8. Arts/ Entertainment/ Celebration

Goals: To provide rest, relaxation, and restoration of the souls through beauty and joy. The sphere of celebration brings hope, builds community, remembers stories, and celebrates artistic talent.

We must know biblical truth and the context of the corner of the world we are called to. How can we reflect the image of God in each sphere of society? By upholding theses values or goals in our work.

After Featherby’s lecture I asked him what he practically did to influence his sphere of business. His answer: 1) Do a really good job at whatever you are doing. In the sphere of business, that was to generate a lot of wealth. 2) Find a diverse community to widen your perspective and keep you accountable.

I think I was expecting a more “spiritual” answer, especially regarding the first point. It was the perfect moment for God to challenge me to change my thinking about what is “sacred” and what is “secular”. Like I said before, each sphere when fulfilling its purpose above, contributes to human flourishing and the common good. So business, done with integrity, needs no added “spiritual” ingredient before it can contribute towards the Kingdom of God. Just by doing what it does, when done well, business contributes. Likewise, government need not be mixed with religion before it can contribute to the well being of society or God’s purposes. By creating the conditions for peace and justice, government is fulfilling God’s purpose. When God talks about discipling nations, he is not talking about social, economic, and governmental power held by your local pastor. God has divinely defined the spheres of society according to the diversity of his created individuals. Of course we can’t all be pastors! Of course we can’t all be YWAMers! Of course we can’t all work in the business world!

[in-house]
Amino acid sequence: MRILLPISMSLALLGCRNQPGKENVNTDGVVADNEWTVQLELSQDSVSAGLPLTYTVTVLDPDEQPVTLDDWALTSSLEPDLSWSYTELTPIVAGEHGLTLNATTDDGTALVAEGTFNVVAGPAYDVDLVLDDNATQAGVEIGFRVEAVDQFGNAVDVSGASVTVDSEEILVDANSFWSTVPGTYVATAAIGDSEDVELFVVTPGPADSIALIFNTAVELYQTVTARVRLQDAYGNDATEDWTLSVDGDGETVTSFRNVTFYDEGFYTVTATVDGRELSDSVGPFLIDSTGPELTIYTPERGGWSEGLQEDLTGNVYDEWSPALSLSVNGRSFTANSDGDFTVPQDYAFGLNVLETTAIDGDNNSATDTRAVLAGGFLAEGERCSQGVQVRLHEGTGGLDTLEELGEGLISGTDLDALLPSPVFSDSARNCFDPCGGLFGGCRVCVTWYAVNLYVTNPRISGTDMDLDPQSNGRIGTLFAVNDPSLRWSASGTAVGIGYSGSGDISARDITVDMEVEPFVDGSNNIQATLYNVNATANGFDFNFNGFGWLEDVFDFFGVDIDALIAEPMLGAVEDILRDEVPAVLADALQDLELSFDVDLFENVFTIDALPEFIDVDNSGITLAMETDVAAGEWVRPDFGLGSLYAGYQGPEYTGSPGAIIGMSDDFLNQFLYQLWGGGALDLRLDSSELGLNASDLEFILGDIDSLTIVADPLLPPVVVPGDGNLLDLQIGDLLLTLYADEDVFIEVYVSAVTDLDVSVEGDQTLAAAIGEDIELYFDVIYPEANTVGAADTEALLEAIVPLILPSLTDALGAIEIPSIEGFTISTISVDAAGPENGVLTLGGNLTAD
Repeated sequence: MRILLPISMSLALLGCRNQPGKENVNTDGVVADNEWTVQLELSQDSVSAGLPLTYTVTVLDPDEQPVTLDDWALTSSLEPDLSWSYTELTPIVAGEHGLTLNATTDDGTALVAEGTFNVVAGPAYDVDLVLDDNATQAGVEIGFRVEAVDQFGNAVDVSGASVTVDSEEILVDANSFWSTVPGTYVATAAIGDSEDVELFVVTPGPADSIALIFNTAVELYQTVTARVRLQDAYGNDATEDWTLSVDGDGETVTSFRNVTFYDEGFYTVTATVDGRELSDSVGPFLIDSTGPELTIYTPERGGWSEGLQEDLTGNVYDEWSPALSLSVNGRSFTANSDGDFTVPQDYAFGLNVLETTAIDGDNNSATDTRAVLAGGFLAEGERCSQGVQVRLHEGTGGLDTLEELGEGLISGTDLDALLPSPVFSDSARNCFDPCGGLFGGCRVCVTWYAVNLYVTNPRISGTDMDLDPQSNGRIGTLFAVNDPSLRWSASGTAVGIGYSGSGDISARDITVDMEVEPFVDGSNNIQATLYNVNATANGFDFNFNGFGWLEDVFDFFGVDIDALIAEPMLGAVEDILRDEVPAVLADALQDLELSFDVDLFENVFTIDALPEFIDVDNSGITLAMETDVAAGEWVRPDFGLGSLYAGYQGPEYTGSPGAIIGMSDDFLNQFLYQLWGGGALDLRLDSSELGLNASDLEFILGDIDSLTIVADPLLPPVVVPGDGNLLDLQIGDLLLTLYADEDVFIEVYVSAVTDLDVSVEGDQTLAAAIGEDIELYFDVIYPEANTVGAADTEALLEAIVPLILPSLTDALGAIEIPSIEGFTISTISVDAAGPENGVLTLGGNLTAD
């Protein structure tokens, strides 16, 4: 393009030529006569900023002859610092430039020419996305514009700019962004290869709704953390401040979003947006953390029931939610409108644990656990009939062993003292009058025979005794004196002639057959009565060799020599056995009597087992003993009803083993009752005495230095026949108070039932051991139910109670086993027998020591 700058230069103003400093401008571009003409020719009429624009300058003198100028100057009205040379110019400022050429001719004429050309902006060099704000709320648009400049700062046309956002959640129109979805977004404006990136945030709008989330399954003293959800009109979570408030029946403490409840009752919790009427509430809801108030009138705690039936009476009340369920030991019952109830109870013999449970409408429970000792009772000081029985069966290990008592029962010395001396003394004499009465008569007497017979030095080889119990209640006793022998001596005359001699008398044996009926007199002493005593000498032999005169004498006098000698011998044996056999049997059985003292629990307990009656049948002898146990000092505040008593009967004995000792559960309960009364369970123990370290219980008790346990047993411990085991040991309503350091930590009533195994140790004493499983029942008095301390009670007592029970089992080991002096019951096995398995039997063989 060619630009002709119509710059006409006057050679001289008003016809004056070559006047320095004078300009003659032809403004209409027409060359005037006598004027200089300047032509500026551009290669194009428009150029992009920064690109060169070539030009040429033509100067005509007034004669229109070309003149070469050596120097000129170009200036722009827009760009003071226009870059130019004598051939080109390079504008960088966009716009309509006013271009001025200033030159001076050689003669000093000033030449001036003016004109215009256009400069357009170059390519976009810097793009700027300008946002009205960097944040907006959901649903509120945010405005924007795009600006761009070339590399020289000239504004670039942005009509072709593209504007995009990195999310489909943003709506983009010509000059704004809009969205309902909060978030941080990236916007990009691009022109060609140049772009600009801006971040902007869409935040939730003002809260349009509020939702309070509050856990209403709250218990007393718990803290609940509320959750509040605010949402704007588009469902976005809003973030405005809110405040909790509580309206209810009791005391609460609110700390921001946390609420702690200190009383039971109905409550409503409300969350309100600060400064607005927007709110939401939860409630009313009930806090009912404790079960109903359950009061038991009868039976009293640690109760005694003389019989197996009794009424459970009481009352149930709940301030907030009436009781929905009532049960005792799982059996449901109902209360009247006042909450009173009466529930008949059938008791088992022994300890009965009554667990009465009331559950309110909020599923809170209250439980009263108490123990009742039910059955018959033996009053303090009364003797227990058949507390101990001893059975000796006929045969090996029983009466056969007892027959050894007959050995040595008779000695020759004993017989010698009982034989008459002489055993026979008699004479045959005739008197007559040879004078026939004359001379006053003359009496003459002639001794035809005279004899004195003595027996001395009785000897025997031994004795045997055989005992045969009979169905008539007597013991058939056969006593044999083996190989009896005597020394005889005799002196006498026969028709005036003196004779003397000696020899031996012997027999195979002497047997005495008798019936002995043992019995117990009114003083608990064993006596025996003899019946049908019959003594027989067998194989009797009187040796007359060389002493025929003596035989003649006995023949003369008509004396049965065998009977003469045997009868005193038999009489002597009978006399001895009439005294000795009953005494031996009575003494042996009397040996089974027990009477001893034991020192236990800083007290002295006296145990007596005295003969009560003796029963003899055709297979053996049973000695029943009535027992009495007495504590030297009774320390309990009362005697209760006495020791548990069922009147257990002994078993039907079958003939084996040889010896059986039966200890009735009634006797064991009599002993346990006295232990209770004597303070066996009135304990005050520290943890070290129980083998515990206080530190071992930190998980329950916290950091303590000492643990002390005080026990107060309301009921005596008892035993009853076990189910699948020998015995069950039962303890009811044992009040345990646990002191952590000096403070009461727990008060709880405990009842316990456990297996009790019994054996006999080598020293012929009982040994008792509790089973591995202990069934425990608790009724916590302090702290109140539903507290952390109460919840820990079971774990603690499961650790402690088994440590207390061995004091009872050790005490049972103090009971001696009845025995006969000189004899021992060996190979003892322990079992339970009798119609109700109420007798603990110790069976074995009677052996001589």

I am finding new depths of rest in his purpose for my life, working in the sphere of religion and education right now. And I want to encourage the heck out of all my amazing friends and family who are working or have worked in business/economics or science/technology spheres. The most “spiritual” thing any of us can do isn’t to go on a mission trip, but to simply be obedient to God’s call on our lives.

Discipling nations is an intentional look to God’s wisdom to shape society. As Christians, we must choose our place and know our context. What is the corner of the world he has called you to? What is the goal of that sphere? Start from there; pursuing excellence in your work, purposefully expanding relationships, seeking accountability and vulnerability in community.

It is quite the overwhelming task to disciple nations. But we must start viewing ourselves as tiny pieces of the bigger machine. We must start accepting our specific roles and appreciating all the others. We start from where we are, knowing with confidence that we are doing God’s will when we disciple nations. If we feel inadequate, then we are in the right place. We need humility, not arrogance as we bring warning, stimulation, and encouragement to our place in society.

To read a full teaching by James Featherby click here. 
For more information on the spheres on society I highly recommend Old Testament Template by Landa Cope.

By | 2014-02-04T11:43:43+00:00 October 19th, 2013|Article|0 Comments